During this console generation, the superhero that we affectionately call the Caped Crusader has cemented himself as gaming’s favourite fictional crime fighter, thanks to the release and resulting popularity of two incredible games from Rocksteady that set the bar for future genre efforts. Of course, we just recently received a third entry in said Batman: Arkham franchise, entitled Batman: Arkham Origins, though it’s something I cannot comment on personally as I’ve yet to sit down and lurk my way through it as Bruce Wayne’s alter ego. What I can talk about, though, is the third iteration’s complementing handheld title, Batman: Arkham Origins – Blackgate, which hit store shelves on the same day as its console-based peer. I’ve stealthily scoured through its dingy prison setting, and have emerged with quite a few thoughts regarding what is a cheaper, plus different, take on the beloved formula.
Set after the events of Batman: Arkham Origins, Blackgate sets its sights upon Gotham’s titular prison, wherein many of its most heinous and crazed criminals are kept. However, being that this is a superhero video game, things expectedly turn from good to bad, as our hero finds himself called to action within the penitentiary after being summoned there with news of a riot and a related hostage scenario. As such, players must utilize his stealthy skill set in order to try to set things straight and keep the bad guys from hurting innocent guards.
What’s most notably different here is that this PlayStation Vita and Nintendo 3DS release eschews its peers’ 3D worlds for a more constrictive 2.5D design. What that means is that you’ll find yourself traversing designed routes, as opposed to having the freedom to explore every inch of the game’s environments. If this is an unfamiliar term to you, then it’s best to think of the Castlevania and Metroid franchises, because this experience mimics them in many ways. In order to succeed, it’s pivotal that you keep a close eye on the in-game maps, and try to memorize the areas that you’ve visited. Of course, that’s easier said than done and, if you’re like me, you’ll encounter some frustrating times while playing, due to getting lost and not knowing where to go. Needless to say, your hand won’t be held.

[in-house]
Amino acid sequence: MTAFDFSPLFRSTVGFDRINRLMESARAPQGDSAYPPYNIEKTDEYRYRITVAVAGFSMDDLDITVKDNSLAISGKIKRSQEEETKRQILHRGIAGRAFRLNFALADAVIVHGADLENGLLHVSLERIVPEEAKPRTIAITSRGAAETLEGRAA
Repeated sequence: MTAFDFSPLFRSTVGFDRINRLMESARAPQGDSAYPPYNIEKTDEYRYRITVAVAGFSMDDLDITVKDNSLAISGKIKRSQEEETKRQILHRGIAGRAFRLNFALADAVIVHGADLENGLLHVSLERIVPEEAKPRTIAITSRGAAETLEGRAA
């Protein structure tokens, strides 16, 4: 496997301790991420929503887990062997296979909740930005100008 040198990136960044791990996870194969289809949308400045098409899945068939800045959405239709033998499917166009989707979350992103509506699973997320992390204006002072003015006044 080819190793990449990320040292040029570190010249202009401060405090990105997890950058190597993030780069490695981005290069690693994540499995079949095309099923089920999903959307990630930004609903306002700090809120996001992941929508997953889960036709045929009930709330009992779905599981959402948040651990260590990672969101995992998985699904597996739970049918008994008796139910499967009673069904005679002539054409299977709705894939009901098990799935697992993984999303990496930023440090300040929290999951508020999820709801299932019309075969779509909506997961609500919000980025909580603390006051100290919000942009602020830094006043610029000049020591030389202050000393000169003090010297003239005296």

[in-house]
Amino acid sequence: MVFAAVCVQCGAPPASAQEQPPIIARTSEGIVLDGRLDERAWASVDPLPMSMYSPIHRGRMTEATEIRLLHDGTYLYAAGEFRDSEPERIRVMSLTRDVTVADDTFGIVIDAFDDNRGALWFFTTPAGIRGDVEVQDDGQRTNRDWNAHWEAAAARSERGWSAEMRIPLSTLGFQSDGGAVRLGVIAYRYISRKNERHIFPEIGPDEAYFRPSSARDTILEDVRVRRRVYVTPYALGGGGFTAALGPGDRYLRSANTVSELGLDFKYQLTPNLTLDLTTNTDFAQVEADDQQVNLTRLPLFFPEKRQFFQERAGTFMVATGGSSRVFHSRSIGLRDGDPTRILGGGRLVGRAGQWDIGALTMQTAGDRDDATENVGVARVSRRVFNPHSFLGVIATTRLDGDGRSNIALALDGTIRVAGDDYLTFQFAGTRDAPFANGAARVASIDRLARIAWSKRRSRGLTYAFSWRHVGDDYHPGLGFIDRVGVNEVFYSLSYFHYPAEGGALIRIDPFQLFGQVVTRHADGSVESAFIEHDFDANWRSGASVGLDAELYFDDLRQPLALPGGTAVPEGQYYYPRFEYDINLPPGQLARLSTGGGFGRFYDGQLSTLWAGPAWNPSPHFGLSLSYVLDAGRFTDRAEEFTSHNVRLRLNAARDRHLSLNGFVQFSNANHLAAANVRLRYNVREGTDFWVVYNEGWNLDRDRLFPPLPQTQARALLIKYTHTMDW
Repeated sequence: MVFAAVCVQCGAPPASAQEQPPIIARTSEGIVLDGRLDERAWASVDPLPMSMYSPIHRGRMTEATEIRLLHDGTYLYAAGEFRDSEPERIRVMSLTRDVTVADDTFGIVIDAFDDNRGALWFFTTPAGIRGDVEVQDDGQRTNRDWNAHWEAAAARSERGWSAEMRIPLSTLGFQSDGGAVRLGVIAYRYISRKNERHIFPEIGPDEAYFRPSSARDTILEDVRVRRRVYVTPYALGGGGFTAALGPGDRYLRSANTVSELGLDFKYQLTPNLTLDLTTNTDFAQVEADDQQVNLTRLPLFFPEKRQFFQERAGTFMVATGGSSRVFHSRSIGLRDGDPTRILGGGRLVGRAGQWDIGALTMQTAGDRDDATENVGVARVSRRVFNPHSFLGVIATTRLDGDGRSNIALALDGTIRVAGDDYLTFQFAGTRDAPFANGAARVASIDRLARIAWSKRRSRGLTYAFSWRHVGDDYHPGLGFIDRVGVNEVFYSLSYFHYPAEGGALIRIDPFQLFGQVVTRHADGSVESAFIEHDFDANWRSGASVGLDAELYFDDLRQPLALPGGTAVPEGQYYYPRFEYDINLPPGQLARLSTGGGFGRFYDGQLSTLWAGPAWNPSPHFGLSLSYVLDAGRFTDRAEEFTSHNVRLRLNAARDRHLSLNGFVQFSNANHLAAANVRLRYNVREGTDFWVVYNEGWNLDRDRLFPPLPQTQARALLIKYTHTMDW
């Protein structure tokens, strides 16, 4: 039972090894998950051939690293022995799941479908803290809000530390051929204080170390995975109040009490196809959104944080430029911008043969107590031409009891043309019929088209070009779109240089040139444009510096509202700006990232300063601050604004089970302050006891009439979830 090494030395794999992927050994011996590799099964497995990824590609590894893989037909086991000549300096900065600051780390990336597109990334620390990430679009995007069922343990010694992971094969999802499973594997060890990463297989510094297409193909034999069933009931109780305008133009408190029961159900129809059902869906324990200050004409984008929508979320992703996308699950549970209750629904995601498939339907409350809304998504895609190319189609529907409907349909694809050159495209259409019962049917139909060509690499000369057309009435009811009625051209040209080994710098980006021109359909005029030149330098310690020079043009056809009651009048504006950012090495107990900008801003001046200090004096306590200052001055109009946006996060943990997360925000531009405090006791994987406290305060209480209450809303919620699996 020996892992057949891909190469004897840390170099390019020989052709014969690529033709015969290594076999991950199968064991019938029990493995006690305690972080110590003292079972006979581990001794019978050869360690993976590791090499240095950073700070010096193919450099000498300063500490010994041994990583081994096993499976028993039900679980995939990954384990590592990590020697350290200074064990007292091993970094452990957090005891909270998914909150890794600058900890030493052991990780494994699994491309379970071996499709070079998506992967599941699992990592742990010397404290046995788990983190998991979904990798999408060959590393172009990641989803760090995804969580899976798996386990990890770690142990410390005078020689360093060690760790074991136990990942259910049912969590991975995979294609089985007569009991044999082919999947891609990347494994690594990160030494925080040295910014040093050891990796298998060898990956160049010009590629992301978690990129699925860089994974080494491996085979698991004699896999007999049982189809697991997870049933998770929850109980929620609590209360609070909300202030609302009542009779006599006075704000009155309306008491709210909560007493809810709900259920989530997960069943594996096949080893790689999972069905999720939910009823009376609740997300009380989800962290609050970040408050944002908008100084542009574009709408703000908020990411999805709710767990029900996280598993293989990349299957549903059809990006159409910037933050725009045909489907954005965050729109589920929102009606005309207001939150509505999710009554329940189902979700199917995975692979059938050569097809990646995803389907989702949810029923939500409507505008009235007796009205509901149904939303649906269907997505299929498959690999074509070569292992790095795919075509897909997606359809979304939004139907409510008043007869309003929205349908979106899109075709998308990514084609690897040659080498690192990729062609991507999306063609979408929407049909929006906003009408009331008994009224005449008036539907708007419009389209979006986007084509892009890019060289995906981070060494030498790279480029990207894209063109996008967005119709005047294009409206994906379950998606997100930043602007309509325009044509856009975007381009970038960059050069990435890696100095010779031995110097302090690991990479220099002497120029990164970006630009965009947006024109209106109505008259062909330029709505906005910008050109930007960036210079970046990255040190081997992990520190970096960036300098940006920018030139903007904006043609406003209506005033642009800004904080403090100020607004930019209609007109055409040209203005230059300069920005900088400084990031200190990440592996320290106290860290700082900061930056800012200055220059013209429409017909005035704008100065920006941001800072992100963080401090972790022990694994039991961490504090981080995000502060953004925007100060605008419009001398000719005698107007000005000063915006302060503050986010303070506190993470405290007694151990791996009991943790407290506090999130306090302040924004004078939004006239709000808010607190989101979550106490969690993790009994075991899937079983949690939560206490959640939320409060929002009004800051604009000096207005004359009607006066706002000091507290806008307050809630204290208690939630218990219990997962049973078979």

As you explore the four different sections of Blackgate Prison – a list that includes an industrial complex, an administration building, a cell block and a lighthouse district – you’ll need to keep your eyes peeled and your mind engaged. That’s because this is a more open-ended campaign than what most will be used to. Searching and exploring are the keys to completion, as is scanning each area for hidden pathways like crates and weakened construction. It’s a rather simple idea, which works well in some ways, but places far too much emphasis on scanning and results in frustration. There were several times where I scanned areas and missed something minor, which ended up being the key to my progression.
Those aforementioned rooms and routes are, as expected, home to dead ends and secret passageways that reward players’ sleuthing with skill set upgrades and collectable Bat Suit pieces. Additionally, those who scour every inch of the decrepit, dingy and generally drab locations will find themselves completing secondary detective cases, which allow for concept art to become unlocked. These aren’t as fleshed out as they could’ve (and should’ve) been, but they add a bit of extra content to a game that can be completed in six to eight hours by those who avoid getting lost regularly. Then again, they’re based around finding hidden clues, which show up when scanned, and add to an already collectible heavy campaign.
Only a select group of gamers will want to spend the amount of extra time that is needed in order to find every last clue and collectable, because it’s a rather boring quest to undertake. That’s especially true given the fact that Blackgate‘s guards do not respawn, meaning that areas that have been cleared stay barren forever. Combat isn’t a heavy focus here, outside of occasional engagements and the game’s several boss battles (which can apparently be undertaken in any order), but the lack of respawning foes results in blandness.